Since the publication of “Ghost Story” in 1979, Peter Straub has been one of the dominant figures in contemporary horror fiction. Like his friend and occasional collaborator Stephen King, he has taken on a marginalized subgenre and elevated it, demonstrating, in the process, its largest, darkest possibilities.
There may be no better introduction to Straub’s accomplishments than this new, aptly titled career retrospective, “Interior Darkness.” The collection contains 16 stories, three of them previously uncollected. They range in length from single-page vignettes to densely detailed short novels, in settings from the 20th century Midwest to the Amazon basin, and in subject matter from the traumatic to the transcendent. Likewise, the narrative voices that animate these stories veer from the straightforward prose of the opening novella, “Blue Rose,” to the more surrealistic content of the later entries.
In “The Juniper Tree,” a raw and moving account of sexual abuse and buried memories, the Straub-like narrator describes himself as a writer of “unfashionably long” novels. But these shorter forms have provided Straub with assorted opportunities to experiment freely, to articulate, from a variety of perspectives, a highly personal vision of the world.
Straub’s world is one where trauma — in the form of war, random violence, calculated cruelty and familial dysfunction — dominates the landscape. In the view of a nameless war veteran, the visible world is no more than “a picture over the face of a terrible fire.” It is a world in which angels can appear on the streets of New York, in which love, art, books and music are the only consistent sources of solace. It is, most centrally, a realm filled with enigmatic encounters and terrible, unyielding mysteries.
Several of the stories gathered here connect directly to Straub’s larger works. “Blue Rose” describes certain defining events in the adolescent life of Harry Beevers in “Koko” (1988). Straub’s account of the making of a sociopathic personality is both credible and chilling. In “The Juniper Tree,” the sexual crimes that take place in the Orpheum-Oriental movie theater resurface, to traumatic effect, in “The Throat” (1993). “Mallon the Guru” offers a glimpse into the colorful history of the charismatic wanderer in Straub’s most recent novel, “A Dark Matter” (2010).
The range and variety of Straub’s work never fail to surprise. “A Short Guide to the City,” inspired by an essay on Leningrad/St. Petersburg by poet Joseph Brodsky, is itself an essay-like piece that provides a sociological portrait of a Midwestern city stalked by a serial murderer known as the Viaduct Killer. “Ashputtle,” the tale of a very different killer, takes its source material from the Brothers Grimm story, a dark precursor to the better-known “Cinderella.” In “The Ballad of Ballard and Sandrine,” a pair of longtime lovers find themselves on a boat on the Amazon River, heading toward a shocking, unforeseeable destiny. The Halloween-themed “Pork Pie Hat” offers a story within a story that moves from the jazz clubs of New York City to the Depression-era South. Straub’s affectionate, fictionalized portrait of jazz saxophonist Lester Young gives the story much of its emotional strength.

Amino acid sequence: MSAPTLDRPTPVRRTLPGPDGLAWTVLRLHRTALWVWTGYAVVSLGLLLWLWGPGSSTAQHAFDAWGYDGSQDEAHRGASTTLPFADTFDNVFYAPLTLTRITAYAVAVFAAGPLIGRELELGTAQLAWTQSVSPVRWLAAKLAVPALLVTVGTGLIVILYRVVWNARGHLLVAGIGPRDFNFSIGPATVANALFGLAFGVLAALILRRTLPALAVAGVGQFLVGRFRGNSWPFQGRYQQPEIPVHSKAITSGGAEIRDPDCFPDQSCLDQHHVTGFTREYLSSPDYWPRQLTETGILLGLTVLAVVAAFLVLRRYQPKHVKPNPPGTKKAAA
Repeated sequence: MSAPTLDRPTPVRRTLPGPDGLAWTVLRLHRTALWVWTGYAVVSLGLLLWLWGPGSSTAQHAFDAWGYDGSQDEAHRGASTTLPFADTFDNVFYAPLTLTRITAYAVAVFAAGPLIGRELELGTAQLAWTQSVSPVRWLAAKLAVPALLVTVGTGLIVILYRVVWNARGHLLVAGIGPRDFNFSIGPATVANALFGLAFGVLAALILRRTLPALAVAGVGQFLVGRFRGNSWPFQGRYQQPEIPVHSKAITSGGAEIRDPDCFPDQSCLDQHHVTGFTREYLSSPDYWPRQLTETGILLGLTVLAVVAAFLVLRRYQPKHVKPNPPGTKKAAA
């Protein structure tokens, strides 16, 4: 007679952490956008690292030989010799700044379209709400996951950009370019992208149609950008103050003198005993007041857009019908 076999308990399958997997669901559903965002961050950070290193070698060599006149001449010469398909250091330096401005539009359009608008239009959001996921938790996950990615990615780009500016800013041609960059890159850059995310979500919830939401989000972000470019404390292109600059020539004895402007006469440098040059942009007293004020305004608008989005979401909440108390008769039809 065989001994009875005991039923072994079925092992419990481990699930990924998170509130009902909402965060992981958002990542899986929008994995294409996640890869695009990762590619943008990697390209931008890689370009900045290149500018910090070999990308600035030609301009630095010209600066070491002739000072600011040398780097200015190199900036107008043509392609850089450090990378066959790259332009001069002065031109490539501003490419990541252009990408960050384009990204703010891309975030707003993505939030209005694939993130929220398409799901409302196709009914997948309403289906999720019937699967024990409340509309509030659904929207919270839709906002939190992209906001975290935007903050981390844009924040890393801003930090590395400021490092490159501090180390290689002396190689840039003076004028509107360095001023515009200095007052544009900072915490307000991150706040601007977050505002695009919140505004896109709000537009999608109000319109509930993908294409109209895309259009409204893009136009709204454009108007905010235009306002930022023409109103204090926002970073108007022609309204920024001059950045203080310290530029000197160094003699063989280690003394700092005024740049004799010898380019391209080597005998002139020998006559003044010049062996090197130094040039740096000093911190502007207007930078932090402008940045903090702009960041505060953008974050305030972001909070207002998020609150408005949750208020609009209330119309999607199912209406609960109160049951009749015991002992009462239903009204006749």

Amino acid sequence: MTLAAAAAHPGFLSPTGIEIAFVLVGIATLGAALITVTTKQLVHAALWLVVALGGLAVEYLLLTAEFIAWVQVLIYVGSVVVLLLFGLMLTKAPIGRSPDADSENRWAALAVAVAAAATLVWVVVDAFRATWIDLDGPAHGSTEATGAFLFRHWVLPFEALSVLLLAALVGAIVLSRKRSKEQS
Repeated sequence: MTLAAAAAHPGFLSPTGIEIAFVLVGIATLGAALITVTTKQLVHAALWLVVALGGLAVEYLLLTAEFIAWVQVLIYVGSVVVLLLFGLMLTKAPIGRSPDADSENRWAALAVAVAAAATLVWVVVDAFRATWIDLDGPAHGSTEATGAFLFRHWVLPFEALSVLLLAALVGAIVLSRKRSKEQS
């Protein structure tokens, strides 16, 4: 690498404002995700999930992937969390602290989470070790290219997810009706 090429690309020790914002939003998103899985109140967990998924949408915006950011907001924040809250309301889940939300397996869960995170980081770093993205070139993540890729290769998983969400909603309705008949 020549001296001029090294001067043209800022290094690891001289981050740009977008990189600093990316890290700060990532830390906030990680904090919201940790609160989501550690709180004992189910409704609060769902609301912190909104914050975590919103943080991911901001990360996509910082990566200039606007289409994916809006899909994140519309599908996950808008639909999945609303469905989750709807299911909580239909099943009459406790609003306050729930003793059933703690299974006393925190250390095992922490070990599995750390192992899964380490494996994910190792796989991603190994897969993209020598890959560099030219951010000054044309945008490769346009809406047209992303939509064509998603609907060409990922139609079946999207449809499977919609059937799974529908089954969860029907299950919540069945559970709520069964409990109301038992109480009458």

You have never read a story quite like “The Buffalo Hunter.” It introduces us to Bob Bunting, an infantile loner who escapes, in very literal fashion, into the fictional worlds of Luke Short, Raymond Chandler and Leo Tolstoy. In “Mr. Clubb and Mr. Cuff,” a cuckolded husband hires mysterious figures to punish his wife and her lover, ushering in his own destruction in the process. Loosely inspired by “Bartleby, the Scrivener” and written in a flawless approximation of 19th-century American prose, this tightly compressed novella manages to be both frightening and funny.
Finally — and on a very different note — there is “Little Red’s Tango,” a plotless, impressionistic portrait of a Manhattan-based music collector. Straub’s Little Red is an enigmatic figure whose life is bound up in music and the occasional miracle. For Red, jazz is the one true gateway to the sacred. It is also the source of the knowledge and wisdom that Straub has condensed into a series of secular Beatitudes. Here are just a few:
“Pay attention to musicians.”
“Accept your imperfections, for they can bring you to Paradise.”
“You can never go wrong by thinking of God as Louis Armstrong.”
“Interior Darkness” is a book for those who think they dislike horror, as well as for those who love and respect the genre. Filled with terror, wit and unexpected grace notes, it’s a remarkable achievement that reflects the arc of a lengthy and celebrated career. Louis Armstrong, wherever he may be, would probably agree.
Bill Sheehan is the author of “At the Foot of the Story Tree: An Inquiry into the Fiction of Peter Straub.”
By Peter Straub
Doubleday. 496 pp. $28.95